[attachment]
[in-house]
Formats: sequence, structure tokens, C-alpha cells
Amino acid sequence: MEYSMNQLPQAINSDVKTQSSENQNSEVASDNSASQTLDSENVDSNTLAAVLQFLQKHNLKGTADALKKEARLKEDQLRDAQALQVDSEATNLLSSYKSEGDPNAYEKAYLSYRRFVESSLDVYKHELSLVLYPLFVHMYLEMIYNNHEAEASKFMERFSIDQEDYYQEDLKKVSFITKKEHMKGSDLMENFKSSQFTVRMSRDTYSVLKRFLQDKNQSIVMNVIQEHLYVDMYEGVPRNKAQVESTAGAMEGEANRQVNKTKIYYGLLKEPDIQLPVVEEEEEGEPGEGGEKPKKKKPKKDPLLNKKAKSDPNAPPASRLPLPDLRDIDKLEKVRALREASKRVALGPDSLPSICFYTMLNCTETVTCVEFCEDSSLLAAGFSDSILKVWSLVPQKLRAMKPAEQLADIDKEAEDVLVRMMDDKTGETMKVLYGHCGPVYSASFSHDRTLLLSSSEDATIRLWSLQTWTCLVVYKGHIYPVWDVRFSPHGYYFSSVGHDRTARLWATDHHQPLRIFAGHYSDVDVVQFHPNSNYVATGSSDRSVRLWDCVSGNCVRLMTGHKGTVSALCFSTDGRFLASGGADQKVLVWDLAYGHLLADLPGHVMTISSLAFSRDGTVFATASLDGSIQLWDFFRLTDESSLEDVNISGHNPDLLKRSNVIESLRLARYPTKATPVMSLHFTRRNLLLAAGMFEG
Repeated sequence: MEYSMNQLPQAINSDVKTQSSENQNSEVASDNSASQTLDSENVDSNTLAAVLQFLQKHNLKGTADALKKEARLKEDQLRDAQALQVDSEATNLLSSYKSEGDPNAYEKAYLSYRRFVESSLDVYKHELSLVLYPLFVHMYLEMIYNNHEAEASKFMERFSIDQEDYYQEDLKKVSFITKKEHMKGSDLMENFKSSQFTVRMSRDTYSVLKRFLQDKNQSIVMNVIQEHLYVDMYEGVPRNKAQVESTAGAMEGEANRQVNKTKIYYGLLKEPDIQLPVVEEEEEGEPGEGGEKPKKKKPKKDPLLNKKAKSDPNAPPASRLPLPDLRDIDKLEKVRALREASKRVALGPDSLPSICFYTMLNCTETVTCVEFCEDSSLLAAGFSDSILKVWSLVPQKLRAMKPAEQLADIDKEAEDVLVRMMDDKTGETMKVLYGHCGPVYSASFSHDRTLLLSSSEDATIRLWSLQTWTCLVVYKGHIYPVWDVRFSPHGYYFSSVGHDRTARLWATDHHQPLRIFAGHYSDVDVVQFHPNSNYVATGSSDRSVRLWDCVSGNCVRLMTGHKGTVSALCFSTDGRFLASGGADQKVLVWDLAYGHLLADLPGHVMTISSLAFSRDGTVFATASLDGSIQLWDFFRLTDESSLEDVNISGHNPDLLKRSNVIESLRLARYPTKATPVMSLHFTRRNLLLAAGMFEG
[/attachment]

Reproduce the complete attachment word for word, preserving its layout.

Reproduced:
[in-house]
Formats: sequence, structure tokens, C-alpha cells
Amino acid sequence: MEYSMNQLPQAINSDVKTQSSENQNSEVASDNSASQTLDSENVDSNTLAAVLQFLQKHNLKGTADALKKEARLKEDQLRDAQALQVDSEATNLLSSYKSEGDPNAYEKAYLSYRRFVESSLDVYKHELSLVLYPLFVHMYLEMIYNNHEAEASKFMERFSIDQEDYYQEDLKKVSFITKKEHMKGSDLMENFKSSQFTVRMSRDTYSVLKRFLQDKNQSIVMNVIQEHLYVDMYEGVPRNKAQVESTAGAMEGEANRQVNKTKIYYGLLKEPDIQLPVVEEEEEGEPGEGGEKPKKKKPKKDPLLNKKAKSDPNAPPASRLPLPDLRDIDKLEKVRALREASKRVALGPDSLPSICFYTMLNCTETVTCVEFCEDSSLLAAGFSDSILKVWSLVPQKLRAMKPAEQLADIDKEAEDVLVRMMDDKTGETMKVLYGHCGPVYSASFSHDRTLLLSSSEDATIRLWSLQTWTCLVVYKGHIYPVWDVRFSPHGYYFSSVGHDRTARLWATDHHQPLRIFAGHYSDVDVVQFHPNSNYVATGSSDRSVRLWDCVSGNCVRLMTGHKGTVSALCFSTDGRFLASGGADQKVLVWDLAYGHLLADLPGHVMTISSLAFSRDGTVFATASLDGSIQLWDFFRLTDESSLEDVNISGHNPDLLKRSNVIESLRLARYPTKATPVMSLHFTRRNLLLAAGMFEG
Repeated sequence: MEYSMNQLPQAINSDVKTQSSENQNSEVASDNSASQTLDSENVDSNTLAAVLQFLQKHNLKGTADALKKEARLKEDQLRDAQALQVDSEATNLLSSYKSEGDPNAYEKAYLSYRRFVESSLDVYKHELSLVLYPLFVHMYLEMIYNNHEAEASKFMERFSIDQEDYYQEDLKKVSFITKKEHMKGSDLMENFKSSQFTVRMSRDTYSVLKRFLQDKNQSIVMNVIQEHLYVDMYEGVPRNKAQVESTAGAMEGEANRQVNKTKIYYGLLKEPDIQLPVVEEEEEGEPGEGGEKPKKKKPKKDPLLNKKAKSDPNAPPASRLPLPDLRDIDKLEKVRALREASKRVALGPDSLPSICFYTMLNCTETVTCVEFCEDSSLLAAGFSDSILKVWSLVPQKLRAMKPAEQLADIDKEAEDVLVRMMDDKTGETMKVLYGHCGPVYSASFSHDRTLLLSSSEDATIRLWSLQTWTCLVVYKGHIYPVWDVRFSPHGYYFSSVGHDRTARLWATDHHQPLRIFAGHYSDVDVVQFHPNSNYVATGSSDRSVRLWDCVSGNCVRLMTGHKGTVSALCFSTDGRFLASGGADQKVLVWDLAYGHLLADLPGHVMTISSLAFSRDGTVFATASLDGSIQLWDFFRLTDESSLEDVNISGHNPDLLKRSNVIESLRLARYPTKATPVMSLHFTRRNLLLAAGMFEG